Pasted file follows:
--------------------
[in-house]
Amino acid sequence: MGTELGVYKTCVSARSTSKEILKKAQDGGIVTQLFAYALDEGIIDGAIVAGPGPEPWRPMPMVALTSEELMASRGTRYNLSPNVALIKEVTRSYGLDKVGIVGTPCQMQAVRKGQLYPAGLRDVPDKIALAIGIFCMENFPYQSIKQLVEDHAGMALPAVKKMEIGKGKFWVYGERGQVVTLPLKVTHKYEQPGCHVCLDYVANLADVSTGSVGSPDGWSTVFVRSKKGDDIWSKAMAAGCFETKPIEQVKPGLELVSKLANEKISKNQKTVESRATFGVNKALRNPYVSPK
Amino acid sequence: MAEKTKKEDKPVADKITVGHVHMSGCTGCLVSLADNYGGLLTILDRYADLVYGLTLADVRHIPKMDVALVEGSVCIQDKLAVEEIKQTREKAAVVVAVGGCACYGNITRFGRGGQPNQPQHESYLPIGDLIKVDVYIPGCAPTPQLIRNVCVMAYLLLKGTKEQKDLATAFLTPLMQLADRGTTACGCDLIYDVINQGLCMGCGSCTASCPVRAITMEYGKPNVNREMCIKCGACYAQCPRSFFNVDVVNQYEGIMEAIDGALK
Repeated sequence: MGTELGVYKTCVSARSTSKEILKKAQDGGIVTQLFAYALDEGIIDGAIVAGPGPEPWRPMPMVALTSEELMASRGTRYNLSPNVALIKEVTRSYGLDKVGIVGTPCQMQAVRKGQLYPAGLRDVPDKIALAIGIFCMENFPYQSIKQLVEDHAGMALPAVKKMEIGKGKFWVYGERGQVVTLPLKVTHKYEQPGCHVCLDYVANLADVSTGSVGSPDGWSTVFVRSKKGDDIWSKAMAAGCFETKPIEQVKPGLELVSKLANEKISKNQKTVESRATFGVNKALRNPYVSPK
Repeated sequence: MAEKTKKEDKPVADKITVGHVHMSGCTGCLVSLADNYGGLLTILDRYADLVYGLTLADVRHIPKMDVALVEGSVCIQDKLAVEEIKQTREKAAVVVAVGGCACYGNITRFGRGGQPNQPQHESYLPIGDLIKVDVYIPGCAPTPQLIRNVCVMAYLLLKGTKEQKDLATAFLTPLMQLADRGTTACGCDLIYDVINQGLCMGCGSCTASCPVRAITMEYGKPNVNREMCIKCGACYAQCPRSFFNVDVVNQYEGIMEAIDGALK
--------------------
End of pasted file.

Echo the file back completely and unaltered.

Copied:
[in-house]
Amino acid sequence: MGTELGVYKTCVSARSTSKEILKKAQDGGIVTQLFAYALDEGIIDGAIVAGPGPEPWRPMPMVALTSEELMASRGTRYNLSPNVALIKEVTRSYGLDKVGIVGTPCQMQAVRKGQLYPAGLRDVPDKIALAIGIFCMENFPYQSIKQLVEDHAGMALPAVKKMEIGKGKFWVYGERGQVVTLPLKVTHKYEQPGCHVCLDYVANLADVSTGSVGSPDGWSTVFVRSKKGDDIWSKAMAAGCFETKPIEQVKPGLELVSKLANEKISKNQKTVESRATFGVNKALRNPYVSPK
Amino acid sequence: MAEKTKKEDKPVADKITVGHVHMSGCTGCLVSLADNYGGLLTILDRYADLVYGLTLADVRHIPKMDVALVEGSVCIQDKLAVEEIKQTREKAAVVVAVGGCACYGNITRFGRGGQPNQPQHESYLPIGDLIKVDVYIPGCAPTPQLIRNVCVMAYLLLKGTKEQKDLATAFLTPLMQLADRGTTACGCDLIYDVINQGLCMGCGSCTASCPVRAITMEYGKPNVNREMCIKCGACYAQCPRSFFNVDVVNQYEGIMEAIDGALK
Repeated sequence: MGTELGVYKTCVSARSTSKEILKKAQDGGIVTQLFAYALDEGIIDGAIVAGPGPEPWRPMPMVALTSEELMASRGTRYNLSPNVALIKEVTRSYGLDKVGIVGTPCQMQAVRKGQLYPAGLRDVPDKIALAIGIFCMENFPYQSIKQLVEDHAGMALPAVKKMEIGKGKFWVYGERGQVVTLPLKVTHKYEQPGCHVCLDYVANLADVSTGSVGSPDGWSTVFVRSKKGDDIWSKAMAAGCFETKPIEQVKPGLELVSKLANEKISKNQKTVESRATFGVNKALRNPYVSPK
Repeated sequence: MAEKTKKEDKPVADKITVGHVHMSGCTGCLVSLADNYGGLLTILDRYADLVYGLTLADVRHIPKMDVALVEGSVCIQDKLAVEEIKQTREKAAVVVAVGGCACYGNITRFGRGGQPNQPQHESYLPIGDLIKVDVYIPGCAPTPQLIRNVCVMAYLLLKGTKEQKDLATAFLTPLMQLADRGTTACGCDLIYDVINQGLCMGCGSCTASCPVRAITMEYGKPNVNREMCIKCGACYAQCPRSFFNVDVVNQYEGIMEAIDGALK